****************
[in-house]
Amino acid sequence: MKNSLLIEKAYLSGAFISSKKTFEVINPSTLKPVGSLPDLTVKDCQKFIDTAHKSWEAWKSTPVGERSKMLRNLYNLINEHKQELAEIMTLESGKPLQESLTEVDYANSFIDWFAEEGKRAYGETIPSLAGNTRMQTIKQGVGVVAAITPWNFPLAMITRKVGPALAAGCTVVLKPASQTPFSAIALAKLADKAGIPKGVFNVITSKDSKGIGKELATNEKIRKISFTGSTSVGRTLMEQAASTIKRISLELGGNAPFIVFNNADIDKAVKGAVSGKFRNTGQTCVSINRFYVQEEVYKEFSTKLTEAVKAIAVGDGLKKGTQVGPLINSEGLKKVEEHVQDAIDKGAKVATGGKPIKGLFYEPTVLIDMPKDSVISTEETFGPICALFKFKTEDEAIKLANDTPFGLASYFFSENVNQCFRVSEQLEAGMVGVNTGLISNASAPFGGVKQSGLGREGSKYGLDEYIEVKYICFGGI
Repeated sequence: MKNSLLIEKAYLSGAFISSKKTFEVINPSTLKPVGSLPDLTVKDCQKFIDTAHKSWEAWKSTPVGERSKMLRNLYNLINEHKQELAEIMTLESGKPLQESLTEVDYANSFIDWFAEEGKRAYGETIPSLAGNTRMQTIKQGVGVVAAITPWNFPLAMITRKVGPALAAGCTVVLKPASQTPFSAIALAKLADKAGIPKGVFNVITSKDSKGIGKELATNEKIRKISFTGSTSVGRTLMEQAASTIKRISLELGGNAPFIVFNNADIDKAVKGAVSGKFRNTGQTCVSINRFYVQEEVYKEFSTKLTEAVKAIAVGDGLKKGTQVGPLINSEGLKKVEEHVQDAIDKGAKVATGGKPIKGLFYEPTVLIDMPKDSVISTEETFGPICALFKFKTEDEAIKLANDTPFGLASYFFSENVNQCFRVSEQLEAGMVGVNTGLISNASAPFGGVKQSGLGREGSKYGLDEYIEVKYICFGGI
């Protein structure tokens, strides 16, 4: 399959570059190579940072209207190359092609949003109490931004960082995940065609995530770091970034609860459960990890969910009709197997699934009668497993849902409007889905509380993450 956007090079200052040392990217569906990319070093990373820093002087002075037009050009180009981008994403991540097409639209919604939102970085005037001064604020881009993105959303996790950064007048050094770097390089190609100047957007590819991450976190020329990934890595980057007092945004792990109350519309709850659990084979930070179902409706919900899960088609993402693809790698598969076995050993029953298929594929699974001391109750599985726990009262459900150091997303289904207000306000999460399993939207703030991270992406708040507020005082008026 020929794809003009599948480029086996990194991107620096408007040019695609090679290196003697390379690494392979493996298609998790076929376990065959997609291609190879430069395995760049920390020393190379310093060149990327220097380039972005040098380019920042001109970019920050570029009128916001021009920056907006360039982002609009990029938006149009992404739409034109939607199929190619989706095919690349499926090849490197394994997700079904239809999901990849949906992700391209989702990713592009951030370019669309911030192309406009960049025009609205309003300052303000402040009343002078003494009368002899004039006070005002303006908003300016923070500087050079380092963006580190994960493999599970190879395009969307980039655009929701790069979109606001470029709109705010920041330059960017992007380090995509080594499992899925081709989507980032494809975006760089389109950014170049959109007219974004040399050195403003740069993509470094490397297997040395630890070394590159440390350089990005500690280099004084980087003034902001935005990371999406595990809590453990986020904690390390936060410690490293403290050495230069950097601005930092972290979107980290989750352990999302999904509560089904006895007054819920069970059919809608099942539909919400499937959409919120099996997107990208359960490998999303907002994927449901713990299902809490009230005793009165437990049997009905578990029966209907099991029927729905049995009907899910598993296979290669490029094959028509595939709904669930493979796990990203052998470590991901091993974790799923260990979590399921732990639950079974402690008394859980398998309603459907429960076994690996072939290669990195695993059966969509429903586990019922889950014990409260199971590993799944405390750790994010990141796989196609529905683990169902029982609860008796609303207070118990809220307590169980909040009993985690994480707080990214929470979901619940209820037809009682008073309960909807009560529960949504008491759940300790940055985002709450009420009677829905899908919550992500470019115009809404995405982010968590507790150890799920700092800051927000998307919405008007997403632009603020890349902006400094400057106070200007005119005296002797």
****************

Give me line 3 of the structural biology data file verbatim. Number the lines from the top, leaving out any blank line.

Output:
Repeated sequence: MKNSLLIEKAYLSGAFISSKKTFEVINPSTLKPVGSLPDLTVKDCQKFIDTAHKSWEAWKSTPVGERSKMLRNLYNLINEHKQELAEIMTLESGKPLQESLTEVDYANSFIDWFAEEGKRAYGETIPSLAGNTRMQTIKQGVGVVAAITPWNFPLAMITRKVGPALAAGCTVVLKPASQTPFSAIALAKLADKAGIPKGVFNVITSKDSKGIGKELATNEKIRKISFTGSTSVGRTLMEQAASTIKRISLELGGNAPFIVFNNADIDKAVKGAVSGKFRNTGQTCVSINRFYVQEEVYKEFSTKLTEAVKAIAVGDGLKKGTQVGPLINSEGLKKVEEHVQDAIDKGAKVATGGKPIKGLFYEPTVLIDMPKDSVISTEETFGPICALFKFKTEDEAIKLANDTPFGLASYFFSENVNQCFRVSEQLEAGMVGVNTGLISNASAPFGGVKQSGLGREGSKYGLDEYIEVKYICFGGI